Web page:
Brütsch (automobile manufacturer)

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Brütsch is the name of a former German manufacturer of small cars . Egon Brütsch (1904–1988), son of a successful stocking manufacturer in Stuttgart , was a motorcycle and automobile racing driver . From 1951 he built small cars with plastic bodies.

From 1929 to 1931 Brütsch competed in motorcycle races and between 1935 and 1950 he took part in races, some of which he had built himself. At the beginning of the 1950s, he began building miniature cars with plastic bodies. The first vehicle he built was a 1: 2 scale Maserati ; a children's car for the price of DM 750. After giving up the car construction, Egon Brütsch began building small plastic houses in spherical shape and other prefabricated houses; He is considered one of the pioneers in the construction of prefabricated houses in wood composite construction . He has been granted several patents on the connection technology for prefabricated house elements.

Prototypes from 1951

The first prototypes were the Hermit , the 400 and the Dwarf . It was a single-seat, three-wheeled vehicle with single-cylinder two-stroke engines from 77 to 125 cm³, two front wheels, a length of 2000 mm, a width of 1200 mm and a weight of around 100 kg.

Brütsch 200 sparrow

The sparrow was an open three-seater with three wheels (one rear wheel) and a 200 cm³ Fichtel & Sachs engine. Only three of the 90 km / h car were built. In Switzerland , the vehicle factory Wollerau (formerly A. Grünhut & Co.) built the Spatz as a Belcar under license. Another licensee was Harald Friedrich GmbH. Because of many technical deficiencies, there was a legal dispute between Brütsch and Friedrich, which Brütsch lost (see also Spatz ).

Brütsch dwarf 1955–1957

The dwarf was a three-wheeled open two-seater with a 200 cc engine. It was also made under license in France and sold under the name Avolette . Twelve vehicles were built in Germany.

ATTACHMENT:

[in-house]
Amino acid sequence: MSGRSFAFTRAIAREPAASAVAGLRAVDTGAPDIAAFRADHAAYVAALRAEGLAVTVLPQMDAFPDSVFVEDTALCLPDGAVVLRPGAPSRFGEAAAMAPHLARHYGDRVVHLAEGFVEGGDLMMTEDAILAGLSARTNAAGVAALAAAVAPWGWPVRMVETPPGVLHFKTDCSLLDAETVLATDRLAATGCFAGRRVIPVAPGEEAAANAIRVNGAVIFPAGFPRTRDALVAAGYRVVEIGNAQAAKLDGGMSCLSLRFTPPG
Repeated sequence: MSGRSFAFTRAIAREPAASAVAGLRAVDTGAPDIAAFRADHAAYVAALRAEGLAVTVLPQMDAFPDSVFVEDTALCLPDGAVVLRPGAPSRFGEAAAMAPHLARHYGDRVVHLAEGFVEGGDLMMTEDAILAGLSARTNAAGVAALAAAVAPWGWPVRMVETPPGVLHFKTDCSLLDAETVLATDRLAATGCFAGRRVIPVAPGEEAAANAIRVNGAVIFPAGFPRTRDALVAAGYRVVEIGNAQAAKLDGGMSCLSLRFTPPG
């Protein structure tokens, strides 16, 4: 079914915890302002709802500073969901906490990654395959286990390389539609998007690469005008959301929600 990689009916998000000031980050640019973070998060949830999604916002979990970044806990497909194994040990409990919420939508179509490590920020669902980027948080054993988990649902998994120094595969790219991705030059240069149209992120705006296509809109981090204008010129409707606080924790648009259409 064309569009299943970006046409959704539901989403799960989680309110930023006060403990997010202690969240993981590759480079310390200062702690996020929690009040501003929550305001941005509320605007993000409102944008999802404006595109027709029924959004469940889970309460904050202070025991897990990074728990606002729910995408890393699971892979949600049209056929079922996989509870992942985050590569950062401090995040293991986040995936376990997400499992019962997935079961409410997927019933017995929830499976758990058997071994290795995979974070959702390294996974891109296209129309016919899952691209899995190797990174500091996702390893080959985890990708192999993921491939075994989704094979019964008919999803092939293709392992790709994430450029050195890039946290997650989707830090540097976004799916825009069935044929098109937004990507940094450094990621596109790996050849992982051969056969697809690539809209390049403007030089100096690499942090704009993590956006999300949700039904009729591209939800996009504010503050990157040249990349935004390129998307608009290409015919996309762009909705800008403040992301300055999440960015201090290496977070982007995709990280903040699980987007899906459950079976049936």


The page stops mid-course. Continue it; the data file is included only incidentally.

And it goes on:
Brütsch dwarf single seater

The body of this three-wheeled single-seater consisted of two fiberglass shells , the lower one was mounted on a box frame, the upper one had a curved windshield. The seam between the two shells was provided with a wide decorative strip called a bumper. The seat was arranged in the middle, to the left and right there were storage compartments, the steering wheel could be removed to get in. The engine installed in the rear was accessible from the outside, the engine was intended to be motorcycle engines between 75 and 125 cm³. A DKW Hobby engine with centrifugal clutch and continuously variable transmission was installed in a pre-production vehicle. The front wheels were steered with a rack and pinion steering system and braked with a cable brake. The maximum speed was given as 65 km / h. This vehicle was to be built as an open sports and as a coupé version and offered for 1495 DM . Four vehicles were built.

Brütsch Mopetta 1956–1958

Brütsch Mopetta from 1957

The Mopetta was a single-seat tricycle with a 50 cc ILO V-50 engine. The Frankfurt Opel dealer Georg von Opel wanted to have the vehicle manufactured by Horex under license . This plan could not be realized. A total of 14 vehicles were built, of which, according to individual sources, five are still preserved today; however, other sources give different figures. As one of the smallest automobiles of all time, it is now a particularly sought-after collector's item.

Brütsch Rollera 1956–1958

Single-seat tricycle with 100 cc engine from Fichtel & Sachs. Eight vehicles built. Also built under license in France.

Brütsch buzzard 1956–1958

Open two-seater with three wheels and a 200 cm³ Fichtel & Sachs engine. Built eleven pieces.

Brütsch Arrow 1956–1958

Open four-wheeled two-seater with a 400 cm³ Lloyd engine, top speed 110 km / h. Eight pieces built.

Brütsch V2 1956–1958

Brütsch V2 from 1957
Brütsch V2 from 1957

Open four-wheeled two-seater, optionally with 100 cm³ Sachs engine or 250 cm³ Maico engine. Top up to 100 km / h. Twelve pieces built.

Brütsch V2-N

As above, but with doors and 500 cc two-cylinder four-stroke engine from the Fiat Nuova 500 . Top 125 km / h. This model was developed for a French licensee of it as V 2 N offered. However, he stopped production after a year. Only three pieces built in Germany.

The last automobile prototype that Brütsch developed was a coupé based on the Ford Taunus 12M .


  • Hanns Peter Rosellen : German small cars after 1945 - loved, praised and unforgotten . Weltbild Verlag, Augsburg 1991, ISBN 3-89350-040-5 , pp. 176 to 197.
  • Automobilchronik (magazine), issue 5/1977.

Web links

Commons : Brütsch  - collection of images, videos and audio files

Individual evidence

  1. ^ Egon Brütsch - the prototype builder ,, December 11, 2016
  2. ^ Villingen-Schwenningen: Südwestmesse site became the last refuge , Black Forest Bote , March 10, 2018
  3. ^ Automobile and Motorcycle Chronicle, Issue 5/77, pp. 11-17 and 37
  4. TV report of June 22nd, 2008 in RTL2 Grip - Das Motormagazin June 22nd, 2008 6:00 pm  ( page no longer available , search in web archivesInfo: The link was automatically marked as defective. Please check the link according to the instructions and then remove this notice.@1@ 2Template: Toter Link /